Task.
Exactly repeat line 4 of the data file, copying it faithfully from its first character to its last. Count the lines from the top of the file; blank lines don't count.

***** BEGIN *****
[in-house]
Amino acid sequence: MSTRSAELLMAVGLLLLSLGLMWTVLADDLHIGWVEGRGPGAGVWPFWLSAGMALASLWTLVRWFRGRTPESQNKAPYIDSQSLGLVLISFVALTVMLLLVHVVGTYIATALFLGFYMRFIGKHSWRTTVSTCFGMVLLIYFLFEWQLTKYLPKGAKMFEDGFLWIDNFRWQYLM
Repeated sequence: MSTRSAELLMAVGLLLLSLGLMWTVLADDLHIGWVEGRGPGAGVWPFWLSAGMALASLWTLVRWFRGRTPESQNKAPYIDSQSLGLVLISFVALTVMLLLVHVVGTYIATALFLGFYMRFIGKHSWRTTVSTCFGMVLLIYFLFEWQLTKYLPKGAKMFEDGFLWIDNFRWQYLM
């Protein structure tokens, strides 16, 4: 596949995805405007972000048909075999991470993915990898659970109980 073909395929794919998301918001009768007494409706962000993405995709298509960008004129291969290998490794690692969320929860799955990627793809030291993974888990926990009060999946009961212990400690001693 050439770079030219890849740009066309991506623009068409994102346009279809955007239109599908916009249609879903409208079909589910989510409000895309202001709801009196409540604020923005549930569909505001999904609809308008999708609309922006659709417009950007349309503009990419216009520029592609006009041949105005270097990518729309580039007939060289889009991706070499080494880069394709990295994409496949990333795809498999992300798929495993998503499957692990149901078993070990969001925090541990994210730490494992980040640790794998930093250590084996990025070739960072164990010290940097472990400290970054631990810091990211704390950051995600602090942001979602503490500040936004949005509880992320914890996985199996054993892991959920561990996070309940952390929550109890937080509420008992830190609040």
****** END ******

């Protein structure tokens, strides 16, 4: 596949995805405007972000048909075999991470993915990898659970109980 073909395929794919998301918001009768007494409706962000993405995709298509960008004129291969290998490794690692969320929860799955990627793809030291993974888990926990009060999946009961212990400690001693 050439770079030219890849740009066309991506623009068409994102346009279809955007239109599908916009249609879903409208079909589910989510409000895309202001709801009196409540604020923005549930569909505001999904609809308008999708609309922006659709417009950007349309503009990419216009520029592609006009041949105005270097990518729309580039007939060289889009991706070499080494880069394709990295994409496949990333795809498999992300798929495993998503499957692990149901078993070990969001925090541990994210730490494992980040640790794998930093250590084996990025070739960072164990010290940097472990400290970054631990810091990211704390950051995600602090942001979602503490500040936004949005509880992320914890996985199996054993892991959920561990996070309940952390929550109890937080509420008992830190609040």